While Donna was out bicycling on the Jedediah Smith Memorial trail on Friday, I took the Spyder over to my old neighborhood. My family lived here in Sacramento when I was a kid, from second grade through fifth grade. We moved into a newly constructed house in the second phase of a development called Glenbrook. My paternal grandparents lived nearby in North Highlands near McClelland Air Base.
When we first moved in, our street (Midfield Way) was more or less at the end of the development. To the east, behind our backyard, hop fields filled the landscape all the way to the American River. When I was in third grade, the developers acquired the farmland and the hops were taken out. A new elementary school, Hubert H. Bancroft Elementary, was built behind our house. Our back fence bordered the school ball field and playground. The school opened in time for my fourth grade year.
When I was in fourth and fifth grades, I would walk home from school at lunch time and sit at the dining table where my mom had lunch ready for me. I’d watch the news on TV, then hop the backyard fence and join my pals on the playground. I don’t think kids in elementary school are allowed to leave the campus at lunch time anymore.
On the way back to the Cal Expo RV Park, I stopped at the Raley’s Supermarket on Folsom Boulevard. I wrote about entering and winning a pie eating contest at this store when I was a kid in an earlier post. The last time I was in this store was 1967 – wow, fifty years ago!
Donna’s bike ride took her on the trail toward downtown Sacramento on Thursday afternoon. Although it was scenic, she wasn’t too impressed by the number of homeless encampments in that direction. On Friday, she followed the trail upriver and liked it better. Later we took the Spyder down Howe Avenue to Fair Oaks Boulevard. I was looking for the Capitol Beer and Tap Room. I pulled into the strip mall lot where I thought it was, but couldn’t find it. There was a building surrounded by scaffolding and obvious construction work. Donna pointed out a sign that said Open During Construction and another smaller sign with an arrow pointing to the back of the building that said Capitol Beer. We found it!
They had a large selection of beers on tap. I tried an IPA and then I had their special – Sudwerks Bourbonator. This is a bourbon barrel aged ale. It wasn’t bad, not too heavy although it was 9% ABV, but it was a little sweet for my taste. Donna had a a stout from Abnormal called Mocha Mostra. She liked it at first but it left a heavy aftertaste. So she followed up with a five-ounce pour of Bike Party Pils.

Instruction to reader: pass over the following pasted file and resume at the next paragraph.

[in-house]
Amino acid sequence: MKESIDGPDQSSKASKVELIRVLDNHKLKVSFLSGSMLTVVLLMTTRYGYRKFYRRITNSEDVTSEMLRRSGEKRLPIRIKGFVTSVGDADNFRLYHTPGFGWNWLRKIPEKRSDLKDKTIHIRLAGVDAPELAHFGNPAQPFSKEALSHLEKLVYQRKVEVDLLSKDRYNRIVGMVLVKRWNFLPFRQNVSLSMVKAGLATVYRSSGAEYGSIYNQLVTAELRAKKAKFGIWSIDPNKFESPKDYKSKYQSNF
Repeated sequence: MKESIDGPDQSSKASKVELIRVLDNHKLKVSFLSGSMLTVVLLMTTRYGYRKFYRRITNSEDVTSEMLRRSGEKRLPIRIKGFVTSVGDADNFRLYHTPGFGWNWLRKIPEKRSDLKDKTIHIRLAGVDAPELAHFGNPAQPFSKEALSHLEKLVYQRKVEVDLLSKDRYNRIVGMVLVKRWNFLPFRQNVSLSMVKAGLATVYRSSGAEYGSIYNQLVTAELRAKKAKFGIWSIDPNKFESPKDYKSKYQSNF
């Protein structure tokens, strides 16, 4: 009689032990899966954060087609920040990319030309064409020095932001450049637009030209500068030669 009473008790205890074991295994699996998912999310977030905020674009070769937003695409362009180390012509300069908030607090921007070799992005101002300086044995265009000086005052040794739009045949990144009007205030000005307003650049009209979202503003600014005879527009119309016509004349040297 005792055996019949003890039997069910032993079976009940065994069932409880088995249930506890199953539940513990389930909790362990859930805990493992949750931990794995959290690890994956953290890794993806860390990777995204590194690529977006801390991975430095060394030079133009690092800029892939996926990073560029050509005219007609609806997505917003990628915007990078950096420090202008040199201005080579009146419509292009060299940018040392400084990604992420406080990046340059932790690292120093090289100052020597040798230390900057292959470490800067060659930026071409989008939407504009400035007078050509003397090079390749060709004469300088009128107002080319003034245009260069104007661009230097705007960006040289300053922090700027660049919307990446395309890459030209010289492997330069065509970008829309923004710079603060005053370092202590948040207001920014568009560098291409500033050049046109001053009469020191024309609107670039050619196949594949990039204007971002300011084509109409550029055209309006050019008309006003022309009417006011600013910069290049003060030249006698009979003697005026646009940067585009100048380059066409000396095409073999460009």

Donna headed out on her bicycle for a longer ride on Saturday. The previous two days she rode 20 miles each day. Her plan was to ride the trail all the way to Folsom – about 23 miles from here. She left at 9:40am. I hung around and watched the Moto GP qualifying from Misano, Italy. Around 10:40am, I hopped on the Spyder and headed out. My destination was the Sutter Street Grill in Folsom. With an hour head start, I figured my half hour ride would put me there about the time Donna would arrive.
Sutter Street is in an historic neighborhood. The area around Folsom was called Rancho Rios de los Americanos (American River Ranch) when it was settled by William Alexander Leidesdorff in 1844. Joeseph Libby Folsom purchased the land from Leidesdorff’s heirs when he died. Folsom laid out a town he called Granite City. It was during the California Gold Rush era and the town was mostly filled with miners and mining services. Joseph died in 1855 and the town was renamed Folsom in his honor.
Folsom is probably best known as the location of Folsom Prison. Folsom Dam was built in 1956 and created Folsom Lake.
Donna and I met up after a bit of confusion over where she was. I spoke to her on the phone and told her she was only two blocks away from the grill, but I sent her in the wrong direction. We hooked up soon enough and had large breakfast plates for lunch in the Sutter Street Grill. Donna had a home made corned beef hash and eggs while I had a Texas omelette – chili with beef and beans and cheddar cheese in a three-egg omelette. The plates were huge – we each brought home half of our food.
Across the street from the Sutter Street Grill, the Saturday farmers’ market was going on. We took a walk through it and Donna bought raspberries and garlic. She also bought tamales.
Donna got back on her bicycle to make the ride home while I stowed her purchases in the Spyder and headed out. She took a few photos along the way on the Jedediah Smith Memorial Trail. Jedediah Smith was a mountain man who led a party of fur trappers through the area in 1827.
On Saturday evening, I grilled chicken and apple sausage and had a beer from American River Brewing called Hop Canyon IPA. The label says the brewer tips his hat to the hop growing heritage of the Sacramento area – remember when I said hop fields stretched from our back yard fence to the American River? I don’t think there are many, if any hop fields here now.
Today Donna will make a shorter bike ride – maybe 25 miles. I have a few chores to do before we hit the road again tomorrow. Donna has mapped out a few boondocking opportunities as we head to the northwest. The temperature should reach the upper 80s today with no rain in the forecast. Tomorrow will be warmer – we may be driving with the generator running to power our roof air conditioner.